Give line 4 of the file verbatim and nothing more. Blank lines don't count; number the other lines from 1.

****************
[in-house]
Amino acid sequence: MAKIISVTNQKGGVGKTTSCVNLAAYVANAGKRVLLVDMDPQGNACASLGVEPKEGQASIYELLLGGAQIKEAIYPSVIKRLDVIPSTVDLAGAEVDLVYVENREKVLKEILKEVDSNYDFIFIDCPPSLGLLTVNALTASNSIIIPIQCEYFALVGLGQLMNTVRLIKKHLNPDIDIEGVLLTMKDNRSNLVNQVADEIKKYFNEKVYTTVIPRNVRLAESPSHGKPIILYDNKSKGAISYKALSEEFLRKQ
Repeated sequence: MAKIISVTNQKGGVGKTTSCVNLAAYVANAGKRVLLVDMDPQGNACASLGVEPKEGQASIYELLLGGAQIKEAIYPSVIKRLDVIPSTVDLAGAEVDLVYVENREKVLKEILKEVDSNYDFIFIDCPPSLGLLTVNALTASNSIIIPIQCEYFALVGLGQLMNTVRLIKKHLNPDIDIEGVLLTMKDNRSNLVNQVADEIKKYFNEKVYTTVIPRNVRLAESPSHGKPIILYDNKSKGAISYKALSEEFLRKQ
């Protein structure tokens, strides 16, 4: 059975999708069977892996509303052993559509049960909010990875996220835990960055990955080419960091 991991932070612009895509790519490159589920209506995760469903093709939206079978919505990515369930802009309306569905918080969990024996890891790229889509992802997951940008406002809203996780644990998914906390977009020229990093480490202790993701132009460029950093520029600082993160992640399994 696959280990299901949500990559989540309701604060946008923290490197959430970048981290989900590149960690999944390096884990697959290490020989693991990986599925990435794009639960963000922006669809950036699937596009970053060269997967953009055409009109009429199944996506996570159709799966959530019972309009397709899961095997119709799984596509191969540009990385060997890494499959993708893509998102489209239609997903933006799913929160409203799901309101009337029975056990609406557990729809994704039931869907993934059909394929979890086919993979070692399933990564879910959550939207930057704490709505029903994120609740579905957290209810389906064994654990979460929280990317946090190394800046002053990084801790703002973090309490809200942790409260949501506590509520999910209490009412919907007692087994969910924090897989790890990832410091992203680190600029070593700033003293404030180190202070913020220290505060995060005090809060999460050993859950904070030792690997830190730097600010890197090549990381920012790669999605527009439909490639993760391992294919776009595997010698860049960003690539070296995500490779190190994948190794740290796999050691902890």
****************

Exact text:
């Protein structure tokens, strides 16, 4: 059975999708069977892996509303052993559509049960909010990875996220835990960055990955080419960091 991991932070612009895509790519490159589920209506995760469903093709939206079978919505990515369930802009309306569905918080969990024996890891790229889509992802997951940008406002809203996780644990998914906390977009020229990093480490202790993701132009460029950093520029600082993160992640399994 696959280990299901949500990559989540309701604060946008923290490197959430970048981290989900590149960690999944390096884990697959290490020989693991990986599925990435794009639960963000922006669809950036699937596009970053060269997967953009055409009109009429199944996506996570159709799966959530019972309009397709899961095997119709799984596509191969540009990385060997890494499959993708893509998102489209239609997903933006799913929160409203799901309101009337029975056990609406557990729809994704039931869907993934059909394929979890086919993979070692399933990564879910959550939207930057704490709505029903994120609740579905957290209810389906064994654990979460929280990317946090190394800046002053990084801790703002973090309490809200942790409260949501506590509520999910209490009412919907007692087994969910924090897989790890990832410091992203680190600029070593700033003293404030180190202070913020220290505060995060005090809060999460050993859950904070030792690997830190730097600010890197090549990381920012790669999605527009439909490639993760391992294919776009595997010698860049960003690539070296995500490779190190994948190794740290796999050691902890």